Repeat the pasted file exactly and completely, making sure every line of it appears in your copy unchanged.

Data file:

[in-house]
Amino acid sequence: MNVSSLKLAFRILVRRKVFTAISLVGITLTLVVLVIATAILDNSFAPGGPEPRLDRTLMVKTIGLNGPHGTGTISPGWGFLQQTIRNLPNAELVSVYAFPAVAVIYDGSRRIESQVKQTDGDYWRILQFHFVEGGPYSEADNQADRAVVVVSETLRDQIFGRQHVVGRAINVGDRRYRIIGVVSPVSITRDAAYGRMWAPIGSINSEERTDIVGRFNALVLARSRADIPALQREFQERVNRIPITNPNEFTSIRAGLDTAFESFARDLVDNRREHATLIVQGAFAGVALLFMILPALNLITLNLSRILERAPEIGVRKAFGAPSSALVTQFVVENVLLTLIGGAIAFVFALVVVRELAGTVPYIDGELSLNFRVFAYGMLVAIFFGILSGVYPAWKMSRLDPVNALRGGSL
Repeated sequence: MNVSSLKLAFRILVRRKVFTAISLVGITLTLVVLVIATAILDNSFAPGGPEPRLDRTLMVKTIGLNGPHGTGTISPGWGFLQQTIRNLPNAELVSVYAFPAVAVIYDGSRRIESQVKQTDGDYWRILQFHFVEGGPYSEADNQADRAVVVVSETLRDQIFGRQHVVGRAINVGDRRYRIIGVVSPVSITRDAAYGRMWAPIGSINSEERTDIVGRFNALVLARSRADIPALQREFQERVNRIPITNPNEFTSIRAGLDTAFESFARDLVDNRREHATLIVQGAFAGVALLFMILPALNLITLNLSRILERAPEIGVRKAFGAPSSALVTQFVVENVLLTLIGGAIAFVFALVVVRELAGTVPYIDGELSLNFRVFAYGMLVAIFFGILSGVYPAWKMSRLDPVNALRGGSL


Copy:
[in-house]
Amino acid sequence: MNVSSLKLAFRILVRRKVFTAISLVGITLTLVVLVIATAILDNSFAPGGPEPRLDRTLMVKTIGLNGPHGTGTISPGWGFLQQTIRNLPNAELVSVYAFPAVAVIYDGSRRIESQVKQTDGDYWRILQFHFVEGGPYSEADNQADRAVVVVSETLRDQIFGRQHVVGRAINVGDRRYRIIGVVSPVSITRDAAYGRMWAPIGSINSEERTDIVGRFNALVLARSRADIPALQREFQERVNRIPITNPNEFTSIRAGLDTAFESFARDLVDNRREHATLIVQGAFAGVALLFMILPALNLITLNLSRILERAPEIGVRKAFGAPSSALVTQFVVENVLLTLIGGAIAFVFALVVVRELAGTVPYIDGELSLNFRVFAYGMLVAIFFGILSGVYPAWKMSRLDPVNALRGGSL
Repeated sequence: MNVSSLKLAFRILVRRKVFTAISLVGITLTLVVLVIATAILDNSFAPGGPEPRLDRTLMVKTIGLNGPHGTGTISPGWGFLQQTIRNLPNAELVSVYAFPAVAVIYDGSRRIESQVKQTDGDYWRILQFHFVEGGPYSEADNQADRAVVVVSETLRDQIFGRQHVVGRAINVGDRRYRIIGVVSPVSITRDAAYGRMWAPIGSINSEERTDIVGRFNALVLARSRADIPALQREFQERVNRIPITNPNEFTSIRAGLDTAFESFARDLVDNRREHATLIVQGAFAGVALLFMILPALNLITLNLSRILERAPEIGVRKAFGAPSSALVTQFVVENVLLTLIGGAIAFVFALVVVRELAGTVPYIDGELSLNFRVFAYGMLVAIFFGILSGVYPAWKMSRLDPVNALRGGSL